Tennis: Unseeded Arn wins ASB Classic

Greta Arn holds the winners trophy. Photo / NZPA
Greta Arn holds the winners trophy. Photo / NZPA

Unseeded Hungarian Greta Arn completed a dream run in the ASB Classic tennis tournament in Auckland today when she toppled defending champion Janina Wickmayer of Belgium in straight sets.

Arn's 6-3 6-3 victory over the second seed gave her a second WTA Tour title, after Estorial in 2007 when she was a qualifier.

Ranked 88 and unseeded, showed the benefit of long experience as she prolonged rallies and minimized errors to beat the second-seeded Wickmayer, ranked 23. The win gave Arn her second career title, three years after she won as a qualifier, ranked 176th, at Estoril in Portugal.

After arriving in New Zealand without her coach - who deemed it too far to travel - and her luggage which was lost en route, she beat top-seeded Maria Sharapova and fourth-seeded Julia Goerges on her way to Saturday's final.

While Arn sympathized with Wickmayer in defeat, she was unable to understate the value of her victory.

"I'm 31, you're 21. You have to much time to win other tournaments,"she told Wickmayer.

Arn was able to control Saturday's match, as she has done others during the week, through patience and precision. She had a reliable first serve and she concentrated on keeping the ball in play, hitting mostly through the middle of the court to cramp the taller, rangier Belgian.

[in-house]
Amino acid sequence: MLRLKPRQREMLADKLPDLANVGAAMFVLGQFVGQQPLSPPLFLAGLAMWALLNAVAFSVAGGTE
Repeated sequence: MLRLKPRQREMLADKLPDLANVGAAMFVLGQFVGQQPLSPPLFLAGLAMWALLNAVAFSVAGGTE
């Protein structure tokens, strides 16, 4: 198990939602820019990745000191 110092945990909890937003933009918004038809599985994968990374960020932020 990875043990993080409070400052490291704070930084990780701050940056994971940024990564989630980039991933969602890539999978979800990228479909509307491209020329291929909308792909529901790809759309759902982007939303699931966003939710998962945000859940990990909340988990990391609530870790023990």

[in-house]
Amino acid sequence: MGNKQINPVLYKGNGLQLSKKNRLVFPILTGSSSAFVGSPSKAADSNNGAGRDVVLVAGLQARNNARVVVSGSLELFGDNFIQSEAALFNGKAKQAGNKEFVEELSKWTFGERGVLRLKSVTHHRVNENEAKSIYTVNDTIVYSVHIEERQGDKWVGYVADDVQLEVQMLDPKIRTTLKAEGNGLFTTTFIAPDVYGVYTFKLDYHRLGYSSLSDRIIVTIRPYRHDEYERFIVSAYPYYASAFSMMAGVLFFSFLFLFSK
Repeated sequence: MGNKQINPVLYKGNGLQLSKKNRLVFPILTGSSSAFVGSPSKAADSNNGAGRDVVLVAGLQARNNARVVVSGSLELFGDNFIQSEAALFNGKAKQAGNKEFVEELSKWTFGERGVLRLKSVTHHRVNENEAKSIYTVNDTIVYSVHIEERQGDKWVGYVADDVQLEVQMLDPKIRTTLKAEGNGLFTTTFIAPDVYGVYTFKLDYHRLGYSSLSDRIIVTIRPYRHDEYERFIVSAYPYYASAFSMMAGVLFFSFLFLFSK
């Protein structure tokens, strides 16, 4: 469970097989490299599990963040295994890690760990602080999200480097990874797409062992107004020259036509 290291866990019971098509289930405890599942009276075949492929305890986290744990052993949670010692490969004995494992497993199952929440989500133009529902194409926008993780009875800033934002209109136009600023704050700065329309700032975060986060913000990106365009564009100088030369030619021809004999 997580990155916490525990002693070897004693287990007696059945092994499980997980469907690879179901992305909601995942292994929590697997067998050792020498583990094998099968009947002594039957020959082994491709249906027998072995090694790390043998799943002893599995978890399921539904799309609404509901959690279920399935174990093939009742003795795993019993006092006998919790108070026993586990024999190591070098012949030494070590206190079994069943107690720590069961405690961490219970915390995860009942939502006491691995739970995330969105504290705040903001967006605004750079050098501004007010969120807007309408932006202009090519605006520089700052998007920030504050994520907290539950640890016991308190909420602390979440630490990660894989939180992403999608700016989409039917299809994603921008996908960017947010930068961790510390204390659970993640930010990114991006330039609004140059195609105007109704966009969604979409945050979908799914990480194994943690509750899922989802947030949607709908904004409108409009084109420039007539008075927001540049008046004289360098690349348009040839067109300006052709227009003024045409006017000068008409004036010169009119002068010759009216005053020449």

Wickmayer, in contrast, paid heavily for her impatience, rushing points and making more than 30 unforced errors.

Arn called her 6-2, 7-5 quarterfinal win over the former top-ranked Sharapova a dream come true and after beating Goerges 7-6 (3), 6-3 said she was playing the best tennis of her career and took it to another level in the final.

Her career began in 1997, when Wickmayer was only eight years old, and has contained few highs to match Saturday's win. She reached her career-high ranking of 81 after her win in Estoril but will likely exceed that after her win in Auckland and after ending 2010 ranked inside the top 100 for the first time in eight years.

She was forced to quit the professional circuit and work in advertising for three years from 2002 when a former agent left her finances in turmoil. Before Sharapova she counted as the biggest individual win of her professional career a distant victory over the long-retired Mary Pierce.

While other player were accompanied to Auckland by coaches and trainers, Arn traveled alone. Her coach Vittorio Magnelli, the husband of former tour player Sandrine Testud, declined the trip, saying New Zealand was too far away ``unless I buy a Concorde.''

"He said he's traveled too much in his life. Australia is just too far away, and New Zealand of course," Arn said.


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